Re: Nice cat
Holy crap, printers with their own control panels are one of my most hated things.
Not that Windows' default printer control panels are all that spectacular, but printer-specific software make adobe's software look stable in comparison!
Not to mention that most of these control panels nowadays are bloated adware to get you to order ink from the manufacturer's web site...
Re: Why did MS suddenly fall out of favour with contrast
The one trend I can't stand is all the UPPER CASE MENUS THAT NOW MAKE VISUAL STUDIO LIKE IT WAS CREATED BY THAT 65 YEARS OLD UNCLE THAT SENDS ME EMAILS IN ALL CAPS BECAUSE IT'S EASIER TO READ.
Any game released this month that does not work on windows 8 specifically (i.e. not your pc specifically) would probably be some indie title made by a small crew that only ever tested on their 5 windows 7 PCs. There's no good reason otherwise, just as the same indie guys couldn't be bothered to test their stuff on windows 7 for the first year.
Whoa there, don't get ahead of yourself, next you'll say false advertising should be illegal...
Salted passwords are not about keeping one unique salt secret, it's about having a distinct sale for each user assuming that if your shit gets stolen, the salt will get stolen too.
However since each use has a distinct salt, you need a full-blown hash generation cycle for EACH user hoping your password attempts will hit jackpot for that one guy.
As opposed to having a single common salt where you just generate your hashes for your big dictionary and just see what users have hashes that match those.
All it does is make a dictionary attack less efficient by a factor of "how many users do you have".
Because version numbers, for developers anyway, are not decimal numbers, they're incremental numbers separated by a dot. 3.10 comes after 3.9.
Now what marketing departments say about it is something else I suppose.
Re: Hang on
It's not a final requirement.
The issue is with the Release Candidate version of .NET 4.5.1 that VS 2013 RC requires. It will not install on Windows 8 "Preview" which already includes some sort of "Preview" build of it that is not upgradable.
It's "can't use on 8.1 Preview", not "won't run on 7"
Not to nitpick,
But aren't the lights in the wrong order?
Key: unlock device - green
Flip: arm - yellow
Button: kaboom - red
Re: Dev[e|i]l's advocate....
It all depends on the reason for the speedup. If it's a general "Intel-optimized compiler", you are perfectly right, this is a very legitimate reason to prefer one platform to the other.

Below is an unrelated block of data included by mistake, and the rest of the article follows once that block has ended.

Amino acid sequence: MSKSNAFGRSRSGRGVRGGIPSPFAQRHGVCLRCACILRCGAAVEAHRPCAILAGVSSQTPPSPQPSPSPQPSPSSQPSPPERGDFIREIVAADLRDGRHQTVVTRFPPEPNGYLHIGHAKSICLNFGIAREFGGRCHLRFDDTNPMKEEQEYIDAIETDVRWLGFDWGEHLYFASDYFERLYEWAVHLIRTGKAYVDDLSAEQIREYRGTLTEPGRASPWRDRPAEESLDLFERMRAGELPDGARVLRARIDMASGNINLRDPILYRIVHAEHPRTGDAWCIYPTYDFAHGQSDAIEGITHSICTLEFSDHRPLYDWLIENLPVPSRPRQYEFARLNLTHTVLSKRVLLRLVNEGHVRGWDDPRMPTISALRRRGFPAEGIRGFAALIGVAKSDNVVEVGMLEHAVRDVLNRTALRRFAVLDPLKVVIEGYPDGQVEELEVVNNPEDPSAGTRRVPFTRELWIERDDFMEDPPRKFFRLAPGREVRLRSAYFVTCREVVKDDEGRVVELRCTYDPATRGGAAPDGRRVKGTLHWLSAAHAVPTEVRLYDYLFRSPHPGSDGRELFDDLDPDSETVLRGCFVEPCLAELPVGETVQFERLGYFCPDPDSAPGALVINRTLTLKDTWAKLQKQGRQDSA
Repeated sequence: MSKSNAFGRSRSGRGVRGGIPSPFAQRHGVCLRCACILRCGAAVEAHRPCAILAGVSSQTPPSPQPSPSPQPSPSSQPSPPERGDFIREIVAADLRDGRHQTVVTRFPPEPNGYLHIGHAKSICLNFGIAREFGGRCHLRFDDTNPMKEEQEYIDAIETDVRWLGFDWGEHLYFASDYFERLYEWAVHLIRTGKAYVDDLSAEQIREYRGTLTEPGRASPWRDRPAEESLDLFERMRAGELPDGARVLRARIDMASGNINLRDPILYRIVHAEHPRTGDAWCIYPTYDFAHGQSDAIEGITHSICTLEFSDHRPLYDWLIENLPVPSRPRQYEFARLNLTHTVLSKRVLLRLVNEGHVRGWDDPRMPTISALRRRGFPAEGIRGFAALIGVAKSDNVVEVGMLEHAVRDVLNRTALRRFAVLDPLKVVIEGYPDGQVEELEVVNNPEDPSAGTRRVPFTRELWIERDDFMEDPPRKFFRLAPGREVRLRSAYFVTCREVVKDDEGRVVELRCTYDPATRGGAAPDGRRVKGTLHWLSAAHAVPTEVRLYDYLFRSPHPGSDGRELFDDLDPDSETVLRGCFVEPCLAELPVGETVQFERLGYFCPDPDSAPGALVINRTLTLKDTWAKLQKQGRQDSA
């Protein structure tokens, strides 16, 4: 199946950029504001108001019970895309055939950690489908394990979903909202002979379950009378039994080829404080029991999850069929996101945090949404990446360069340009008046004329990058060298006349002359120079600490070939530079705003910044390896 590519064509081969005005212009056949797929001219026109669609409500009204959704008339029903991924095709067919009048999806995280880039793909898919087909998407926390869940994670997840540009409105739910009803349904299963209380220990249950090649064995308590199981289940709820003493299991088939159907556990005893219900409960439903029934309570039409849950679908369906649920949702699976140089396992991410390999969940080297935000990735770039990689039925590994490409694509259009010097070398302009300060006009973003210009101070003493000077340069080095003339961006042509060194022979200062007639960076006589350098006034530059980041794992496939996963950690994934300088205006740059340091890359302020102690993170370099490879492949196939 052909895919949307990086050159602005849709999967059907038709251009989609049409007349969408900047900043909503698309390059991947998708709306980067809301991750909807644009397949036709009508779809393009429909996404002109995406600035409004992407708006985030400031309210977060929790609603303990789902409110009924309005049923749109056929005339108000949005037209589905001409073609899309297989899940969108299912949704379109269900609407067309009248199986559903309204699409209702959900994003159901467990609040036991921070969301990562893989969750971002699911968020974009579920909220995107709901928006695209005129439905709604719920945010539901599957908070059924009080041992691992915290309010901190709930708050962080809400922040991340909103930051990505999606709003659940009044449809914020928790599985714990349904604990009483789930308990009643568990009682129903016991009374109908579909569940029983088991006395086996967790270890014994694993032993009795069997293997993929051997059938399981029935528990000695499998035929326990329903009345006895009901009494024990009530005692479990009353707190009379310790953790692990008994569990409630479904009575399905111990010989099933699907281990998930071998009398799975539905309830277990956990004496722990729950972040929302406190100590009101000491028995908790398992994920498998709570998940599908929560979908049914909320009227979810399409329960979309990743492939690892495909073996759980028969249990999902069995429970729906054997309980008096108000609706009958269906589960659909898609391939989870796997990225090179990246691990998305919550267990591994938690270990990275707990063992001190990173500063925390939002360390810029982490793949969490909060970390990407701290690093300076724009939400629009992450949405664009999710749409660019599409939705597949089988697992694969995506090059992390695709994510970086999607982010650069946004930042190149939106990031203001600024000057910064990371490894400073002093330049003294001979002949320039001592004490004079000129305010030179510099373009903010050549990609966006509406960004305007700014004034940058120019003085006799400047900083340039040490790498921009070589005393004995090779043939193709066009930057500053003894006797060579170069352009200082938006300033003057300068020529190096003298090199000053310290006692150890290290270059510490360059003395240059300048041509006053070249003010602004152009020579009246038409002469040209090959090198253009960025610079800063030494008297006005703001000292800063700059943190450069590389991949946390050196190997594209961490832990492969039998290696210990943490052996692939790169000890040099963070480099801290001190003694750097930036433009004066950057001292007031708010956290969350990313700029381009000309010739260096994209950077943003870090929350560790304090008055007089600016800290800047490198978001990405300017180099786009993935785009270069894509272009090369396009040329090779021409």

However the past has shown us that hardware manufacturers have been more than willing to game benchmarks, all the way back to the old video cards whose actual hardware recognized testing tools and just skipped a lot of hardware work so the same software would run a lot faster...
Re: Couldn't even get arrested looking like that
The Reg needs to write an article about this event, this would make the most entertaining headline.
"I was hoping that the first Post-Eadon Patch Tuesday comment thread may have had rather more mature and rather less tediously predictable comments."
Post-Eadon? For real? I must admit I have been reading comments less and less because the fanaticism was taking up more and more effort to sift through, and obviously Eadon was one of the primary catalysts that derailed what could otherwise have been interesting arguments.
Now I realize that the few things I read lately, I've seen many Eadon references but not him actually posting.
Can we now safely open comments on articles about topics that have any sort of chance of being twisted into anti-Microsoft rants that drown out anything else?
Re: Times are changing in Googleland
The opt out wasn't there because you mindlessly clicked next. It comes up in big shiney letters. "We would like to install google toolbar, click next to accept this, or click cancel to continue the intallation"
If that's really how it is, it's clearly a cheap tactic meant to install without the user being aware. If replacing a checkbox opt-in with some phrasing that says "you must hit cancel to continue installing without this extra junk" is acceptable, then eventually this crap will get so obfuscated that you will need a lawyer to understand if the addon is going in or not.
"I understand that by clicking next I am not agreeing to the notion that I oppose the fact that adware will be installed now or at a later date and should I hit alt-F4, it will signify the opposite of that non-agreement."
Re: Give an automatic rifle
"Is the USA driving age still strangely low?"
Young men can join the air force and fly combat missions where they get to drop bombs on people while they're still considered too young to drink.
Re: @Meh ...
So, you actually mean it was Big Bang powered?
Call it paranoia if you will but,
"I love Dropbox, and have used it in both the personal and corporate contexts."